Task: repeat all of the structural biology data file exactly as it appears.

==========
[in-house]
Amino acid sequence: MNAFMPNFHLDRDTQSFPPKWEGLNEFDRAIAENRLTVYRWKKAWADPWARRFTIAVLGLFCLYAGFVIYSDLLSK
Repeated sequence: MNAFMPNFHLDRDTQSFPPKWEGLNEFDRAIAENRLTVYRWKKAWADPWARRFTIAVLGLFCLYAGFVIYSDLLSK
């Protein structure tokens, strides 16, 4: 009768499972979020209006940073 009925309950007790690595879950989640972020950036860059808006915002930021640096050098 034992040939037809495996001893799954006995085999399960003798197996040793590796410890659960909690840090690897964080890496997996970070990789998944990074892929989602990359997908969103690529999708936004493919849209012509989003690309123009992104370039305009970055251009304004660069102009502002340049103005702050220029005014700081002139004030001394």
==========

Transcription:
[in-house]
Amino acid sequence: MNAFMPNFHLDRDTQSFPPKWEGLNEFDRAIAENRLTVYRWKKAWADPWARRFTIAVLGLFCLYAGFVIYSDLLSK
Repeated sequence: MNAFMPNFHLDRDTQSFPPKWEGLNEFDRAIAENRLTVYRWKKAWADPWARRFTIAVLGLFCLYAGFVIYSDLLSK
């Protein structure tokens, strides 16, 4: 009768499972979020209006940073 009925309950007790690595879950989640972020950036860059808006915002930021640096050098 034992040939037809495996001893799954006995085999399960003798197996040793590796410890659960909690840090690897964080890496997996970070990789998944990074892929989602990359997908969103690529999708936004493919849209012509989003690309123009992104370039305009970055251009304004660069102009502002340049103005702050220029005014700081002139004030001394």